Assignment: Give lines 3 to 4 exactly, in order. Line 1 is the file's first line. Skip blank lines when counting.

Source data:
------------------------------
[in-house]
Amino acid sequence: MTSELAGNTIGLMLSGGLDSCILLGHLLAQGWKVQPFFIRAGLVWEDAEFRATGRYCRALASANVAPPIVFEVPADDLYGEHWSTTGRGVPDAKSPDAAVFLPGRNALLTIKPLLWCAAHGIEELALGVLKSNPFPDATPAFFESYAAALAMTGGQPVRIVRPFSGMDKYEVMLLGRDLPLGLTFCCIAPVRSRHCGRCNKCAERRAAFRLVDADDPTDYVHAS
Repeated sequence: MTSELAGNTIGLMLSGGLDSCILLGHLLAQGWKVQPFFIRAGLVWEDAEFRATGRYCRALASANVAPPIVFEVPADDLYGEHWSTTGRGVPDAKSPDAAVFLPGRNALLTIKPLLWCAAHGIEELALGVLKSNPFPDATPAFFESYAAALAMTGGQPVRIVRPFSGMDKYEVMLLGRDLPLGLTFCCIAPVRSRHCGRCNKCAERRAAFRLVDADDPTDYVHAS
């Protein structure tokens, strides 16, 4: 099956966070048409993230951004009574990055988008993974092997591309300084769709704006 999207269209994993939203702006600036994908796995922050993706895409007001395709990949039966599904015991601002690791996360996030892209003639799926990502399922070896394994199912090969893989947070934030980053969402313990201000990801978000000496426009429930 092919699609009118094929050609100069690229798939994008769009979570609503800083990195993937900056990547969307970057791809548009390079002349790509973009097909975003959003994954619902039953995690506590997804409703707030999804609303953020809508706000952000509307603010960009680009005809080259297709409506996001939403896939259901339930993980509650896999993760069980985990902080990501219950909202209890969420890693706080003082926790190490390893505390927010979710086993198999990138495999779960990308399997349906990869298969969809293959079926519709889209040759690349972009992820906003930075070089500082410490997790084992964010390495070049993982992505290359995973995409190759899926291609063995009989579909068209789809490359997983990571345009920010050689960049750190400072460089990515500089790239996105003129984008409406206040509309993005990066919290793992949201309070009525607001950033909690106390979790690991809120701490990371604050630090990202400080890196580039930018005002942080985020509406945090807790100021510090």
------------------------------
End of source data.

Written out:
Repeated sequence: MTSELAGNTIGLMLSGGLDSCILLGHLLAQGWKVQPFFIRAGLVWEDAEFRATGRYCRALASANVAPPIVFEVPADDLYGEHWSTTGRGVPDAKSPDAAVFLPGRNALLTIKPLLWCAAHGIEELALGVLKSNPFPDATPAFFESYAAALAMTGGQPVRIVRPFSGMDKYEVMLLGRDLPLGLTFCCIAPVRSRHCGRCNKCAERRAAFRLVDADDPTDYVHAS
């Protein structure tokens, strides 16, 4: 099956966070048409993230951004009574990055988008993974092997591309300084769709704006 999207269209994993939203702006600036994908796995922050993706895409007001395709990949039966599904015991601002690791996360996030892209003639799926990502399922070896394994199912090969893989947070934030980053969402313990201000990801978000000496426009429930 092919699609009118094929050609100069690229798939994008769009979570609503800083990195993937900056990547969307970057791809548009390079002349790509973009097909975003959003994954619902039953995690506590997804409703707030999804609303953020809508706000952000509307603010960009680009005809080259297709409506996001939403896939259901339930993980509650896999993760069980985990902080990501219950909202209890969420890693706080003082926790190490390893505390927010979710086993198999990138495999779960990308399997349906990869298969969809293959079926519709889209040759690349972009992820906003930075070089500082410490997790084992964010390495070049993982992505290359995973995409190759899926291609063995009989579909068209789809490359997983990571345009920010050689960049750190400072460089990515500089790239996105003129984008409406206040509309993005990066919290793992949201309070009525607001950033909690106390979790690991809120701490990371604050630090990202400080890196580039930018005002942080985020509406945090807790100021510090």